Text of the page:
The African savannah is a harsh and foreboding place. Giant thick trees grow so tall even the giraffes can’t reach to the leaves. What will they eat? How will they survive? Look out! There’s a lion over there!
The concept of this new art series of photographs is to present a contrast in scales to make you rethink your vision of the scale and meaning of succulents. For instance, I may say that a particular succulent is 6″ across, and you would believe me, now wouldn’t you. Admit it. But what if I showed you a picture of that same succulent, but with a giraffe in the picture. Now then what would you think? Why you’d first think that succulent was 12ft. across! And then if you looked closely enough you might question the full scale and scope of the giraffe in the picture. You might think it was properly photoshopped into the job, or you might think it’s a gigantic toy giraffe or you might even realize that it’s playful nature has been fully realized in this wonderful portrait.
My new Giraffe series starts on the blog… right…. now!
Mestoklema tuberosum is a South African tree-like caudiciform mesemb. It has these swollen tuberous roots that are tightly bound together forming a nice thick caudex. The flowers are variable – our other specimen out has reddish flowers.
Green shoots actually start to appear in the Oregon Metropolis’ roofscape.
The City of Roses is being transformed into the City of Sedums as nearly 300 Portland rooftops are now blanketed in the drought-tolerant succulents.
And as rooftops in Oregon are going green, some of the businesses that design, build, and landscape ecoroofs are having an economic mini boom.
Don’t care for the economic benefits? Here’s another great benefit for your consideration.
In addition to stormwater management, urban heat island reduction and good looks, ecoroofs can provide habitat for various urban wildlife, particularly birds and insects. Soil and vegetation attract pollinators and other insects, which in turn attract birds. Multiple species have been documented feeding, resting and even nesting on Portland ecoroofs.
Now it’s true that this looks like an impressive and beautifully maintained collection of cactus. And at 97 Vera Norman is doing yeoman’s work keeping these alive and healthy. But what I like most about this is the fact that the Newark Advocate couldn’t resist a little cactus pun in the headline.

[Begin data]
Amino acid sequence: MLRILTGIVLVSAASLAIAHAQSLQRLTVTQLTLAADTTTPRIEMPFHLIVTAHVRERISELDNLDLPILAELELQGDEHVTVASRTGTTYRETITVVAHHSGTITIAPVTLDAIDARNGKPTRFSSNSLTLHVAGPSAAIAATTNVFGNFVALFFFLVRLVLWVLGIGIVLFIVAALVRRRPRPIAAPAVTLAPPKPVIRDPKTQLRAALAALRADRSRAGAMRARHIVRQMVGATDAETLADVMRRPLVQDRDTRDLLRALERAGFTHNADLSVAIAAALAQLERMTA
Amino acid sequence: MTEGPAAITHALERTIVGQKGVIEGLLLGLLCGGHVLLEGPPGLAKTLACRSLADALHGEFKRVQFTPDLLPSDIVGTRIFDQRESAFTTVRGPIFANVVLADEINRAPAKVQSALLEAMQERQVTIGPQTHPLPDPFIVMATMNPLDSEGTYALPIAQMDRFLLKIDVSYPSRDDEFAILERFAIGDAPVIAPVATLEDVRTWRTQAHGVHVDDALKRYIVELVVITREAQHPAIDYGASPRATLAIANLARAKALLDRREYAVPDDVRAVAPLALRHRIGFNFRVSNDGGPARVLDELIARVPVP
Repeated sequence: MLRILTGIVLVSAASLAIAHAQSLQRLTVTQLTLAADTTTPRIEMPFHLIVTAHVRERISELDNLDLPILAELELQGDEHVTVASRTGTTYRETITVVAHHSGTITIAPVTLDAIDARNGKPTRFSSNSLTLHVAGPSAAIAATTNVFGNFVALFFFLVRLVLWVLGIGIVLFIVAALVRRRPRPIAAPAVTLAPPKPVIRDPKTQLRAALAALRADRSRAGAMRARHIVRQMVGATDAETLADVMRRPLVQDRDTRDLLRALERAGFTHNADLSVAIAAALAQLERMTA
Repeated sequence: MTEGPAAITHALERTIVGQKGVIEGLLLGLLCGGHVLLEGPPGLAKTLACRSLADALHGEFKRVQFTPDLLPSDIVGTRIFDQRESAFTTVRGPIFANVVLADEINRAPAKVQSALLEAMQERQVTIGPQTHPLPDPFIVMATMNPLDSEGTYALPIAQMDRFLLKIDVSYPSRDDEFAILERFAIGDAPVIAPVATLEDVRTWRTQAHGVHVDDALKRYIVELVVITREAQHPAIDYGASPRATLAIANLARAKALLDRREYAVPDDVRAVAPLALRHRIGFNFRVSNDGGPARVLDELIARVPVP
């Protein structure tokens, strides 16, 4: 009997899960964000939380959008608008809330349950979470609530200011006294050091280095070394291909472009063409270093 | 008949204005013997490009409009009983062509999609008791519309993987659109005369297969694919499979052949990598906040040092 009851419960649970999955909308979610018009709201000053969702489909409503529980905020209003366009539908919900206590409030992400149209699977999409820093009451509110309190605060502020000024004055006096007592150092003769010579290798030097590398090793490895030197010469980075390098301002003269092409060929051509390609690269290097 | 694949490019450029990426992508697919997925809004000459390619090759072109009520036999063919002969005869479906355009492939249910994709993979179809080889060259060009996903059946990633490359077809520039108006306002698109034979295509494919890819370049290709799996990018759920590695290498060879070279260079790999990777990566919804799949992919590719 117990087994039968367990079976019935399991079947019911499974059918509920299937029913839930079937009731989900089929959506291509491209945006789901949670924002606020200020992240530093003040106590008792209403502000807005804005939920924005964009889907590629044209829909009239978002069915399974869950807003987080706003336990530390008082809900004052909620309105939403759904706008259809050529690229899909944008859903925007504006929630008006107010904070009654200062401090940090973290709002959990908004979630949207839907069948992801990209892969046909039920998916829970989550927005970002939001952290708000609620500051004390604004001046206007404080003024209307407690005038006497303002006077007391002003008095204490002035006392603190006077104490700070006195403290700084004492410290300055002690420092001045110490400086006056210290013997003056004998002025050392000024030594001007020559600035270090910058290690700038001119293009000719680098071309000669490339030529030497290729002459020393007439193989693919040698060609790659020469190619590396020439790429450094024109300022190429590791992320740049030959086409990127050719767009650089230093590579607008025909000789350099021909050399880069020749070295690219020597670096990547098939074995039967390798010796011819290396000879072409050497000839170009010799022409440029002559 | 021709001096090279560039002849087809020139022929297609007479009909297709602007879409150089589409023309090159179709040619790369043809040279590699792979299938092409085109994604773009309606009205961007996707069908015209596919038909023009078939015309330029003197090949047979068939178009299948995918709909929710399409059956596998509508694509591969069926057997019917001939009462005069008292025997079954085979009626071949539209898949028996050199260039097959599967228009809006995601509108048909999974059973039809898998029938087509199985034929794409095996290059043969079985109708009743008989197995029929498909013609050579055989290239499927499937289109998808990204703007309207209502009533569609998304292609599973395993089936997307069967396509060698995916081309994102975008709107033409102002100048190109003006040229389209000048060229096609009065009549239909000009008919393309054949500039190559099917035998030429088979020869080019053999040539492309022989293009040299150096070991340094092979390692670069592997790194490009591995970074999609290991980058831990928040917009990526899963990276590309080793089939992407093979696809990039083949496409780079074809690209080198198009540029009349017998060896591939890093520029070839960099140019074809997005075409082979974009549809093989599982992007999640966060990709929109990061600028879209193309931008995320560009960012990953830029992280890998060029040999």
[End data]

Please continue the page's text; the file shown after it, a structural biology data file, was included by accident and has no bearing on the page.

We have a large – 4-5 ft. – Euphorbia growing in a pot in our living room. Have had it about two years with no problems. Recently I noticed one of its arms is getting a black die-back at the very top. The die-back is dry to the touch and the plant flesh is slightly soft but dry. A few photos are attached. Any thoughts on what this might be and cures for it?
Possibly, I’m not watering enough. I give it about a gallon of water every 3 months or so. It gets about 5 hours of direct sunlight in Half Moon Bay
I welcome your advice and thanks!
It appears to be just one tip, the other branches look fine in the photo. I don’t know what has caused this particular problem. You might want to think if there’s anything different about that one branch – is it the only one getting direct sun? No sun? Is it touching a surface?
It’s possible it has caught an infection, but if the rot has stopped at just the tip it might be just cosmetic damage at this point. You can cut the branch off below the rot, at a slight angle away from the light source, making sure there is no evidence of rot in the branch below the cut. Whenever cutting Euphorbias wear protective clothing – long sleeves, gloves, eye protection – since the milky white sap is caustic. Spray with Hydrogen Peroxide to help the cut heal faster.
In general I would recommend watering every 3-4 weeks. These Euphorbias can handle being WAY underwatered, but only for so long before they start to show damage. Two years isn’t that long yet, but I would water more often. If you haven’t repotted it in 2 years you might also want to try that, into fast-draining cactus soil.